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Nobody cared

Dec 18, 2015 Politics

The Christmas Island fiasco is a failure of our political and media establishments.

This article was first published in the December 2015 issue of Metro.


Visa, MasterCard and American Express almost certainly do a better job of knowing how many of their customers are on Christmas Island than our government does of knowing how many Kiwis are there.

It’s two years since then-Australian Immigration Minister Scott Morrison announced that the visas of any foreigners in Australia sentenced to a cumulative 12 months in prison should be revoked. In September 2014, he introduced the Migration Amendment (Character and General Visa Cancellation) Bill to Parliament, which was passed with bipartisan support by Labour and the Liberal/National Coalition prior to last Christmas. The Australian media applauded.

Less than 2km from the Australian Parliament is the New Zealand High Commission. Several dozen of the more than 1300 people employed by the Ministry of Foreign Affairs and Trade (Mfat) are stationed there, to keep an eye on events in Australia and look after the interests of New Zealand citizens.

Here in New Zealand, another 3500 bureaucrats are paid by the Ministry of Justice. They, of course, are just a fraction of the 45,000 bureaucrats now employed by John Key’s government, a record since public sector reforms of the 1980s. Not one of them seems to have known what Morrison was up to or what it would mean for New Zealand, nor did they bother to ask.

With the possible exception of the inexperienced Te Tai Tokerau MP Kelvin Davis, the same seems true of the Opposition and the media.

In the end, two years since Morrison’s first announcement, our Parliament was forced to rush through legislation under urgency to protect the public from those being sent home from Australia, some of whom are indeed rapists, murderers and child molesters. In the meantime, the Prime Minister had managed to mislead Parliament and cause a storm over whether he was trivialising rape, while it became fairly obvious the Justice Minister, Amy Adams, had not the slightest idea of what was really going on.

Our politicians have fooled themselves for generations that they meet as equals with their Australian counterparts. No need, then, for our “right” to live and work in Australia to be written down. It never has been. A handshake will do. We’re family, remember? With mateship forged on the cliffs at Gallipoli.

When the Australians began talking about revoking visas, it seems no one in New Zealand thought they were really talking about us. It came as a terrible shock in September when we discovered they had locked up an unknown number of Kiwi citizens on Christmas Island. Wasn’t the Indian Ocean facility meant for boat people trafficked from Indonesia? Then we all went and watched the Rugby World Cup, and didn’t we show those Aussies who’s boss in the final.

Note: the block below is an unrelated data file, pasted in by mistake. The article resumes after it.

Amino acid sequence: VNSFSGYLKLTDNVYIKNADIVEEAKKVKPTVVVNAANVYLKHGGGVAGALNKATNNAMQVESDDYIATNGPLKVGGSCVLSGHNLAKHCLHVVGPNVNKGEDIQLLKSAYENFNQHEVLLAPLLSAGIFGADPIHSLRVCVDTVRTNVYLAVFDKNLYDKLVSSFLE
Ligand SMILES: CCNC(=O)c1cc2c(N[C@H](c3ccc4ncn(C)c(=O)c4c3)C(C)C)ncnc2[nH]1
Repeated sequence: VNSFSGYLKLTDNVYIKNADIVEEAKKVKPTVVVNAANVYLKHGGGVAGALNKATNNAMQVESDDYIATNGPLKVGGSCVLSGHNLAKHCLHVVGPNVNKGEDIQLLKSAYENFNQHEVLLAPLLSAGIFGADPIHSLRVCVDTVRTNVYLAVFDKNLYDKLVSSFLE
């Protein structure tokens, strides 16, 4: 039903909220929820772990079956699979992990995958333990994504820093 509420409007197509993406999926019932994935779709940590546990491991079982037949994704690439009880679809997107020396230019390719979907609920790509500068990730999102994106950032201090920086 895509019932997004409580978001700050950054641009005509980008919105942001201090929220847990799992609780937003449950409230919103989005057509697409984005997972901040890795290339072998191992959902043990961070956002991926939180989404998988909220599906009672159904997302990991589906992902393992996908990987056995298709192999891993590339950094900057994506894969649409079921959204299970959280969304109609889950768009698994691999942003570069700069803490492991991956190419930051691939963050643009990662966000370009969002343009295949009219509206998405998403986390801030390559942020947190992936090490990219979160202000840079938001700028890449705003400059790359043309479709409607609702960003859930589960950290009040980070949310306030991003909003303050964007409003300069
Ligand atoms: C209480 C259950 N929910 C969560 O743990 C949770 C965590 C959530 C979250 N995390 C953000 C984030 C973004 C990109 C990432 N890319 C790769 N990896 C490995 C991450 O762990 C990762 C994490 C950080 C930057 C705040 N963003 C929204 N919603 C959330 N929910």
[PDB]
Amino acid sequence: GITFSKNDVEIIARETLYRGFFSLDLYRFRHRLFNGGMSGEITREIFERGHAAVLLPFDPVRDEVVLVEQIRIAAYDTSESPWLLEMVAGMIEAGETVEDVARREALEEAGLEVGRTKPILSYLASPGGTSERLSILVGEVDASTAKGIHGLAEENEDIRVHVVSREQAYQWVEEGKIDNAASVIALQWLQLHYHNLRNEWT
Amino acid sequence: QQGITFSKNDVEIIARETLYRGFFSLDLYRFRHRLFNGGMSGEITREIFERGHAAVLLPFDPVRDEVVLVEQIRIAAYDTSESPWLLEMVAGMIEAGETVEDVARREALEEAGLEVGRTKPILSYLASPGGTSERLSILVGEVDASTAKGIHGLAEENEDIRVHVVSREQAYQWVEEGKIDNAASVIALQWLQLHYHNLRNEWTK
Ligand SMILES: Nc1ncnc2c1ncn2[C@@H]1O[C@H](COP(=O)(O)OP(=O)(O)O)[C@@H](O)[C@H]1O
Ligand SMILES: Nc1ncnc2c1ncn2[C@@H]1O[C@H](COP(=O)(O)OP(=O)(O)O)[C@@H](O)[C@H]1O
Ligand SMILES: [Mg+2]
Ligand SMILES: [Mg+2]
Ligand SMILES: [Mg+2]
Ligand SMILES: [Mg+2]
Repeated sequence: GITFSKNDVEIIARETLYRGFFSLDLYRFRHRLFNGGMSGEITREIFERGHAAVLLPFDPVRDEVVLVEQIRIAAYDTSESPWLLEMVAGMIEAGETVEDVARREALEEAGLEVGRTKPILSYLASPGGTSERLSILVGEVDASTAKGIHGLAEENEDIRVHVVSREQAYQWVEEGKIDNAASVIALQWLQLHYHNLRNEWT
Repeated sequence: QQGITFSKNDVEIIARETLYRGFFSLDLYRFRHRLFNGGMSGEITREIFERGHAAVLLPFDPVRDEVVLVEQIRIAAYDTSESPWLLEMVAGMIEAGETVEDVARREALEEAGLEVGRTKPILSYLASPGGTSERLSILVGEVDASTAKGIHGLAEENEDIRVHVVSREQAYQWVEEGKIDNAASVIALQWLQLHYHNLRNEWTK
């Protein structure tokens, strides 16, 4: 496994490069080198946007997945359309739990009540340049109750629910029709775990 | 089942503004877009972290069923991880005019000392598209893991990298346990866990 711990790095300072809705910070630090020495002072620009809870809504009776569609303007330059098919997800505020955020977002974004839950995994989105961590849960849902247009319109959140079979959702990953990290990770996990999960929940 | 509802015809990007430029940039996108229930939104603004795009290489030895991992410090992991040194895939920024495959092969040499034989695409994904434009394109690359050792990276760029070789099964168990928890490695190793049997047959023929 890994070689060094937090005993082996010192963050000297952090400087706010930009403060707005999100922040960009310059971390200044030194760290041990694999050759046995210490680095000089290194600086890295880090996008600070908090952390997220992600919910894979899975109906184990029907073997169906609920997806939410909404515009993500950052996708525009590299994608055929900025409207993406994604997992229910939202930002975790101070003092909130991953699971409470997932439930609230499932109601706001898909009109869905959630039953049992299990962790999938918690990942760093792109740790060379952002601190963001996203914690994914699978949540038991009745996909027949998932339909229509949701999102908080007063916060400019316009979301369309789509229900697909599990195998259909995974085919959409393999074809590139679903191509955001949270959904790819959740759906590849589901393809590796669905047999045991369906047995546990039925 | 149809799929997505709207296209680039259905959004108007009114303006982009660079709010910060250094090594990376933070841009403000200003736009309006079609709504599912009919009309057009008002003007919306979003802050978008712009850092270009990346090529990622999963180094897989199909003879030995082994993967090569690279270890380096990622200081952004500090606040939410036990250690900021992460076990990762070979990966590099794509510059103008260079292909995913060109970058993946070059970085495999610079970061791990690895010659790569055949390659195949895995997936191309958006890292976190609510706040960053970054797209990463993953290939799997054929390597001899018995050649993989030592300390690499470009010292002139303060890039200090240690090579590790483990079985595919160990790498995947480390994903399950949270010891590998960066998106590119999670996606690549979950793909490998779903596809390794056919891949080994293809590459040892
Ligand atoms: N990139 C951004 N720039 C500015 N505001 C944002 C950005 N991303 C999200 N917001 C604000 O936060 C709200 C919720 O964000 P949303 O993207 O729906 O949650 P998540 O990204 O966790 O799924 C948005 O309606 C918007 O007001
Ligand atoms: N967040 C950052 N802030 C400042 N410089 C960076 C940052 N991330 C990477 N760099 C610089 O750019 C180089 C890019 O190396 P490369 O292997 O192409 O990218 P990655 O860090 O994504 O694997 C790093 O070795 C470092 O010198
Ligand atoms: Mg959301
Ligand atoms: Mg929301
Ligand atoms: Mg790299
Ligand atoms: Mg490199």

Missing the significance to New Zealand of Morrison’s tough and popular legislation was a major policy failure by Mfat, the Ministry of Justice and the Key government. But what stands out even more is that even when reports emerged of New Zealand citizens being held in custody — despite having completed their sentences, some for relatively minor offences — no one really cared about them.

The government didn’t demand from Canberra the names and passport numbers of those being held or details of their convictions. Nor did the Opposition or media demand that information from Key. It seems not even Davis sought the full picture, despite travelling to Christmas Island.

When Key inflamed the situation by accusing the Labour MP of supporting rapists, Davis didn’t immediately know that what the PM had said was false. Several Labour and Green MPs then spent two days talking about their experiences of sexual abuse rather than about the New Zealanders Key had falsely called rapists, and to whom his government was continuing to fail to offer basic consular support. Former National Party president Michelle Boag decided to be offended that the MPs were offended.

In late November, the day before the Australians sent a planeload of detainees back to New Zealand, Adams was still unable to provide basic information about how many people would be on the aircraft or where it would land.

The detainees are not the best advertisement for New Zealand, or for Australia, where most of them grew up. But they are New Zealand citizens. Whatever they have done — rape, murder, shoplifting or unpaid fines — they are entitled to better support than they received, and to know that someone in the vast apparatus of government cares about them. But no one did.


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